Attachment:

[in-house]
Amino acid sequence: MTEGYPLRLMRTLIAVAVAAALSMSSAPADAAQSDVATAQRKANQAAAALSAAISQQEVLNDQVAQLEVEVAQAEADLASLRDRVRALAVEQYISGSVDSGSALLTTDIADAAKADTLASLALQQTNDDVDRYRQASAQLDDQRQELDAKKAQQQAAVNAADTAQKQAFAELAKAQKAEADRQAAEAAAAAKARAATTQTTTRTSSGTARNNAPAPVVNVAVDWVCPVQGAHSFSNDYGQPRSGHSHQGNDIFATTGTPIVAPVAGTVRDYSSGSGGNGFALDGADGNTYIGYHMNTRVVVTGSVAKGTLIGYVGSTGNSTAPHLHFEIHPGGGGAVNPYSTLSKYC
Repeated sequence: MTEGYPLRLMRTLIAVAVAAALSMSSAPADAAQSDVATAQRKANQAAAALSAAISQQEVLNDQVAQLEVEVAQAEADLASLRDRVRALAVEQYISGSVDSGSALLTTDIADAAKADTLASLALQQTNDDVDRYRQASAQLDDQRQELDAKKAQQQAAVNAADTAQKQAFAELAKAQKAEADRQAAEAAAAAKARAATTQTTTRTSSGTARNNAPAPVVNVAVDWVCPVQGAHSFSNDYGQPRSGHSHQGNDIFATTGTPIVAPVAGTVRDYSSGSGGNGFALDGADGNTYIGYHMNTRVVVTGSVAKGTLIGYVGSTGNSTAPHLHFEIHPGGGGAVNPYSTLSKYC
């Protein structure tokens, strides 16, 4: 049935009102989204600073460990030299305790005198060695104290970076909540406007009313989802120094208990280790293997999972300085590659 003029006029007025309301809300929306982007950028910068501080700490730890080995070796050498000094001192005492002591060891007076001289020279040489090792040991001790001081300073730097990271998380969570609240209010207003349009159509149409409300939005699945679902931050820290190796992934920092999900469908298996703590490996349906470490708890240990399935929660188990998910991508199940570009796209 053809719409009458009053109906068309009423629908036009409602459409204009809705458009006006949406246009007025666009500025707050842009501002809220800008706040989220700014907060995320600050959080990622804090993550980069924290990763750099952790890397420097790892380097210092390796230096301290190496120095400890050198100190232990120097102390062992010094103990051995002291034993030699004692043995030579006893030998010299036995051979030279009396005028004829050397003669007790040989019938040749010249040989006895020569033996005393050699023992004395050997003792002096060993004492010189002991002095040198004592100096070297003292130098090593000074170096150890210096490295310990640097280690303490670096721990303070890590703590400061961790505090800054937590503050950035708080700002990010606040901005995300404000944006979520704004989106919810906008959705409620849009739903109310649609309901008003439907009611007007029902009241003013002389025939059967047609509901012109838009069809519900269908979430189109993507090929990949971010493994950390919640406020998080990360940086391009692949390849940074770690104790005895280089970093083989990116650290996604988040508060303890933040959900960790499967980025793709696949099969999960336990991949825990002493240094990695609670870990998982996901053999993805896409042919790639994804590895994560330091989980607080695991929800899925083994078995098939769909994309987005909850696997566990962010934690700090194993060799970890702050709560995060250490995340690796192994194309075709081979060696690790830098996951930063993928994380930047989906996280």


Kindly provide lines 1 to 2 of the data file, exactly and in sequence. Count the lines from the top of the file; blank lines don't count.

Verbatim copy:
[in-house]
Amino acid sequence: MTEGYPLRLMRTLIAVAVAAALSMSSAPADAAQSDVATAQRKANQAAAALSAAISQQEVLNDQVAQLEVEVAQAEADLASLRDRVRALAVEQYISGSVDSGSALLTTDIADAAKADTLASLALQQTNDDVDRYRQASAQLDDQRQELDAKKAQQQAAVNAADTAQKQAFAELAKAQKAEADRQAAEAAAAAKARAATTQTTTRTSSGTARNNAPAPVVNVAVDWVCPVQGAHSFSNDYGQPRSGHSHQGNDIFATTGTPIVAPVAGTVRDYSSGSGGNGFALDGADGNTYIGYHMNTRVVVTGSVAKGTLIGYVGSTGNSTAPHLHFEIHPGGGGAVNPYSTLSKYC